I sketched out a design and decided to machine a prototype toggle out of Delrin – a hard plastic that could be easily machined. Having access to a milling machi ne at work, I went ahead and made the prototype that I later tried out on my boat. I discovered I needed a few minor dimension changes to make it just right, but it looked good enough to give me confidence to have a stainless steel version made by a real machinist.
After reviewing the design and prototype with my machinist, he convinced me that I not only needed to make a toggle, but also needed a better fitting clevis pin than the one provided by Questus with their mounting base. It cost me $250, a bit more than I wanted to spend, but after going this far it was too late to turn back. To make a long story a little shorter – it worked! No more rotation and the radar and mount works just great.
The following sketch is what I used to have the toggle made by my machinist. The dimensions worked for my C320 #822 – best to check these dimensions against your boat if you want to give it a try.
Running the Cables
One more thing I should mention is how I ran the cables without drilling holes in the hull. I originally had planned to drill a hole in the transom and use a clamshell connector to run the cables. After looking things over (and trying to build up enough courage to drill the hole), I took a closer look at the air vent mounted on the transom next to where I was contemplating drilling the hole. It turns out that the vent assembly includes a plastic circular extension to which the flexible air hose attaches on the inside of the transom. I loosened the clamp that secured the hose, slid it back, and discovered that the extension was a couple inches long – enough room to drill a couple of holes to run the radar cable and the GPS antenna cable through it and still have plenty of room to reattach the hose – voila!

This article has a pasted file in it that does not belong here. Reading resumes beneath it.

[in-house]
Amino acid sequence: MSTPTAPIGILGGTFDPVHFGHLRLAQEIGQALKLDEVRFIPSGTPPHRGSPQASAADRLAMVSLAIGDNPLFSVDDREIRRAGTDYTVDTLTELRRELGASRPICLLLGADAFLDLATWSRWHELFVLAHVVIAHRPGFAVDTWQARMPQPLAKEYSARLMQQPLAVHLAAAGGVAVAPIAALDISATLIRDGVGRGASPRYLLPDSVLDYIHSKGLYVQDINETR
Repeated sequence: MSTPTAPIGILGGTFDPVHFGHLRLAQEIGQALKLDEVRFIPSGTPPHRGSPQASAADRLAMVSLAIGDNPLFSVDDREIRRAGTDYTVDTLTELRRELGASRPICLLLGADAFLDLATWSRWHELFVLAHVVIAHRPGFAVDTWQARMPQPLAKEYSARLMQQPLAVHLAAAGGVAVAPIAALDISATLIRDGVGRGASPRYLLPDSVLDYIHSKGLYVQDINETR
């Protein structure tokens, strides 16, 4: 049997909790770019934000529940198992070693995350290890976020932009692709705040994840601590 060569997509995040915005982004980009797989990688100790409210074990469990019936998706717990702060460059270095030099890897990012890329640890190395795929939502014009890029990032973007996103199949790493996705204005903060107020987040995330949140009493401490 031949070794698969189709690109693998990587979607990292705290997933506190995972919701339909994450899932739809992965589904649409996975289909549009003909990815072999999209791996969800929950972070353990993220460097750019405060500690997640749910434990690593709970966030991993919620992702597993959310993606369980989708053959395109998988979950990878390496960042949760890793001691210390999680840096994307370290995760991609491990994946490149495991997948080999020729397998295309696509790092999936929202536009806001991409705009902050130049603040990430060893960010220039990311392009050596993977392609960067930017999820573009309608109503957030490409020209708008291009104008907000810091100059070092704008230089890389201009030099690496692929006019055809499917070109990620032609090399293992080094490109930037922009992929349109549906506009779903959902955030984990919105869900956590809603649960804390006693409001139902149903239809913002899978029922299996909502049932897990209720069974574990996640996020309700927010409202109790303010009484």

Splicing the radar cable back together was the last challenge. The JRC cable consists of three larger wires (approx 16 AWG), a single mid size wire (approx 20 AWG), and four smaller wires (approx 26 AWG). I decided to crimp the larger wires and solder the smaller ones. Most of the wires had a shield wire associated with it. I tied all of the shields together and used a crimp to make the connection. For added security, I used an additional shield to cover all of the connections, a nd finished off with heat shrink and electrical tape.
Things to Consider
I was a bit nervous about loosening and disconnecting the backstay, so I asked someone who knew what they were doing to help me out. It turned out that it’s a fairly simple process. All that was required was to attach the main halyard to the stern cleat and apply tension with the winch. This took the pressure off of the backstay and I was able to easily remove the chainplate connections and proceed with my project.
As I mentioned earlier, adding the toggle increases the length of the backstay. Before you start, you need to exam how much adjustment is available in the turnbuckle. If there isn’t enough adjustment left to make up the difference of the toggle’s length, you’ll have to get the backstay shortened. Fortunately, mine had enough slack in it. I marked the original settings using a black marking pen, and then referenced these marks when I tightened up the new assembly.
It’s been a few months since I installed the radar and I have to say I’m very happy with both the radar and the antenna mount. The radar lets me see the small, close up watercraft that I was concerned about and the antenna mount is stable and does its job as advertised.